Help save the 1927 silent film, “Little Mickey Grogan” : https://goo.gl/sY8qg0
According to a report by the Library of Congress, 70% of all Hollywood silent film features made between 1912-1929 no longer exist, and today, in 2016, we find that all but two performers from that era are gone. In addition to actress-turned-film history Diana Serra Cary, whose “Baby Peggy” was one of the top box office draws in the 1920s, there is also the equally remarkable, though lesser known actress, Lassie Lou Ahern. Having just turned 96-years young, she was a versatile child star who was discovered at the age of 18 months by Will Rogers.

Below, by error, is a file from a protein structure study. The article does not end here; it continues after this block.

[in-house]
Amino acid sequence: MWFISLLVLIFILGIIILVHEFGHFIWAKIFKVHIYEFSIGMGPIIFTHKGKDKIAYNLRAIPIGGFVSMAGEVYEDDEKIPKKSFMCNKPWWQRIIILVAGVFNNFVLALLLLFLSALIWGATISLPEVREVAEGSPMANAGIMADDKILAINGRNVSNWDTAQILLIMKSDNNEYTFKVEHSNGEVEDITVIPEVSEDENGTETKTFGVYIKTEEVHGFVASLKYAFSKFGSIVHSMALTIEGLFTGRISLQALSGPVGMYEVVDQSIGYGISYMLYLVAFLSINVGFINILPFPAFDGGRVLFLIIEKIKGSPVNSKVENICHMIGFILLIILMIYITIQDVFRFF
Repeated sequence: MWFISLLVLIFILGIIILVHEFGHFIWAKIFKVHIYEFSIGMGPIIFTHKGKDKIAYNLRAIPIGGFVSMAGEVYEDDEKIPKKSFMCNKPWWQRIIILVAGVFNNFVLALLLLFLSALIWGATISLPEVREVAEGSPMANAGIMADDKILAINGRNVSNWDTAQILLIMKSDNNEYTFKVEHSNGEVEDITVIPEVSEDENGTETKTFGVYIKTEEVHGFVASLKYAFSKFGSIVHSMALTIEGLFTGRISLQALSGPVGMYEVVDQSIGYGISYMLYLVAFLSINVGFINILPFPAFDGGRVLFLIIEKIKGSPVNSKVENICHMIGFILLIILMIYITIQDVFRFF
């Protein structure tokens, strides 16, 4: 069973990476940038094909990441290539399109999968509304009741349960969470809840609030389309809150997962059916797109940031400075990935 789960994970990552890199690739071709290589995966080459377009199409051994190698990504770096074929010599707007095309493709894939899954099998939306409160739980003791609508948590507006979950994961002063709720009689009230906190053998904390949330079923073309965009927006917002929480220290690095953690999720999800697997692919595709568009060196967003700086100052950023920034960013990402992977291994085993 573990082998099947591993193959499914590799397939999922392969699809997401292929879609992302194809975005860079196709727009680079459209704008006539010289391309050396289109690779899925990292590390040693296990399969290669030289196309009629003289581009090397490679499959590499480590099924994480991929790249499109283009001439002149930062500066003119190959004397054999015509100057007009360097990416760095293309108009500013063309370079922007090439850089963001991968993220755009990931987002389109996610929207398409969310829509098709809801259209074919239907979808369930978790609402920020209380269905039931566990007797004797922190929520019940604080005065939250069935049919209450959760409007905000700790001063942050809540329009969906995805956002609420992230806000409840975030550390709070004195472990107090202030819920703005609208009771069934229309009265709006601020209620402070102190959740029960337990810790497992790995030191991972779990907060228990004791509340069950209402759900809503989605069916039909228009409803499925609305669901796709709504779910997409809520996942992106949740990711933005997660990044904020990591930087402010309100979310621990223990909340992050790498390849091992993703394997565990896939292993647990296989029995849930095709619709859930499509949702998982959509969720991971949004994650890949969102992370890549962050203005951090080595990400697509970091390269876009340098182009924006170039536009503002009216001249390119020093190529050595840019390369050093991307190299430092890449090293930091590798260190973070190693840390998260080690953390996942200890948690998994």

Almost immediately, she worked with some of the biggest names in the movie world — “Our Gang”, Charley Chase, Ronald Colman, Helen Holmes, Virginia Davis, and Mary Philbin — as well as appeared in some of the leading productions of the 1920s (above all, the $2 million epic “Uncle Tom’s Cabin”). A print of her last silent film, “Little Mickey Grogan” (1927), survives in the Lobster Films archive in Paris. Lobster Films founder and CEO, Serge Bromberg, has recently consented that a full restoration of the film be done; upon completion, moreover, “Little Mickey Grogan” will be added as a title for purchase within the celebrated Lobster catalog.